Referring to FIG. 4, there is shown a functional block diagram of the interconnection of the option board 50 and the meter 30. As illustrated, the transmit/receive cable 15 connects to the pin header 58. The transmit (Tx) and receive (Rx) leads are input to the serial communication device 60. The power and ground lines are input to the power supply 54. The option board 50 is connected to an option connector 30C provided within the meter 30. The option connector 30C is connected to a serial communications line 30D, which is connected to the UART (not shown) within the microcontroller 30B. The UART preferably operates in a session-based fashion with the option board 50 to receive and transmit data and commands from the option board 50 and the communications module 10. Information and commands may be passed from the communications module 10 to the microcontroller 30B or Meter IC 30A via the option connector 30C to affect the operation of the microcontroller 30B or Meter IC 30A and other functions controlled by the microcontroller 30B or Meter IC 30A.
It is noted that the connection between option board 50 and the option connector 30C is illustrated in the exemplary configuration as having certain signals or leads. The connection between option board 50 and the option connector 30C is hot limited to such signals, nor is the option board 50 limited to having the disclosed elements and functions, as other functionalities may be provided.
An internal antenna 16 is mounted within the communications module enclosure. In areas where transmission interference is prevalent or network/host signal levels are irregular or insufficient, an external antenna 18 can be used. The external antenna connector can use the same jumper as the internal antenna.
Preferably, a double-tapered dipole antenna, as shown in FIG. 5(a), is used as the internal antenna 16. An exemplary antenna is a double-tapered, printed circuit dipole for about 806 to about 870 MHZ, and preferably comprises a copper plate 90 shaped in the desired antenna pattern. The dipole length is adjusted to compensate for the dielectric loading effects of both the antenna printed circuit board 91 and the enclosure in which the communications module 10 is mounted. Thus, the antenna 16 is preferably shortened from its free-space resonant length, and tuned to match its environment. The antenna has extended dipoles and enhances broad bandwidth. The additional taper of the dipoles in the vicinity of the feed-point gap in the center of the antenna 16 center provides a match to a transmission line, preferably 50 ohm. The double taper provides more bandwidth than a single bowtie antenna or an antenna with no taper. Also in the center of the antenna is a one-to-one balun 19, preferably 50 ohm and a printed circuit balun, shown in detail in FIG. 5(b). The balun 19 converts unbalanced coaxial cable to balanced termination for a balanced dipole antenna. The balun 19 prevents currents induced in the coaxial cable shield from flowing into the antenna as unbalanced and disturbing the feed-point impedance and antenna radiation pattern. A jack 27, preferably an MMCX female jack, is included to terminate the cable from the modem 12. Although FIGS. 5(a) and 5(b) show exemplary measurement specifications, it is contemplated that the specifications can be changed in accordance with the desired antenna characteristics.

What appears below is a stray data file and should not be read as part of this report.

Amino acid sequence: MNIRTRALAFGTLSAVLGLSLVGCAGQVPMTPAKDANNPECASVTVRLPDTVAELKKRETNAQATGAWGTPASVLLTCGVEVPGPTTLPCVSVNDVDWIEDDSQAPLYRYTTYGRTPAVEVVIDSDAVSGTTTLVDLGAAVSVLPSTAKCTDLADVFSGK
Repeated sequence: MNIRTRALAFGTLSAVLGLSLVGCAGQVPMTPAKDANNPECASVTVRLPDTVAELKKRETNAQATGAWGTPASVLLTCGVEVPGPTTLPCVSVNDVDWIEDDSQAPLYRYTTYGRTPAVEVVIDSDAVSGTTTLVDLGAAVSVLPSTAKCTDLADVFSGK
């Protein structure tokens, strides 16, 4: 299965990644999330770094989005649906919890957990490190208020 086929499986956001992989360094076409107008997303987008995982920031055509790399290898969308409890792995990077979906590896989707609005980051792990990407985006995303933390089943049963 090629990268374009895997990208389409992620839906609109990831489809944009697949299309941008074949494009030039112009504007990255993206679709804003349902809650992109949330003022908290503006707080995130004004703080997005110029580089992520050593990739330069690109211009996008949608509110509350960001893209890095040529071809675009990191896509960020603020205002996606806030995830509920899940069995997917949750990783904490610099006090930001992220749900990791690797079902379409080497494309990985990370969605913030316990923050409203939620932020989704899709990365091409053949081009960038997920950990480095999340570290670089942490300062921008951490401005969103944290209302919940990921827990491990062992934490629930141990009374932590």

The communications module 10 continuously monitors the connection between the module 10 and the meter 30. Whenever communications are lost with the meter 30 due to a line power outage or tamper, the module waits a programmable, predetermined length of time, such as two minutes, to allow the line to recover automatically. Then the module 10 waits a random amount of time, for example, between about zero and about 65535 seconds, to transmit an outage notification message to the host 70. When power is restored, the communications module 10 waits a random amount of time, for example, between about zero and about 65535 seconds before waking up the modem 12, thereby enabling the transmitter so that it can log on the network. After power is restored, the modem 12 waits a random amount of time, for example, between about five and ten minutes, to send a “back in service” notification or message to the host 70 indicating that power has been restored.
The communications module 10 desirably has a configurable outage detection. The communications module 10 determines whether or not to do outage reporting based on remotely controllable configuration settings. If this field is set in the communications module 10, then the communications module 10 will alert the host system 70 of an outage. Thus, the communications module 10 preferably supports the outage reporting feature of the meter 30, whether the meter 30 supports it or not. The communications module 10 will transmit an outage message within a programmable time of, for example, between about zero and about 65535 seconds following the initiation of the power failure. A message will also be transmitted to report power restoration following the return of power to the meter 30. There will be a random delay in sending the restoration message of, for example, between about one and fifteen minutes. This delay facilitates restoration reporting without overloading the system with an instantaneous receipt of multiple incoming messages.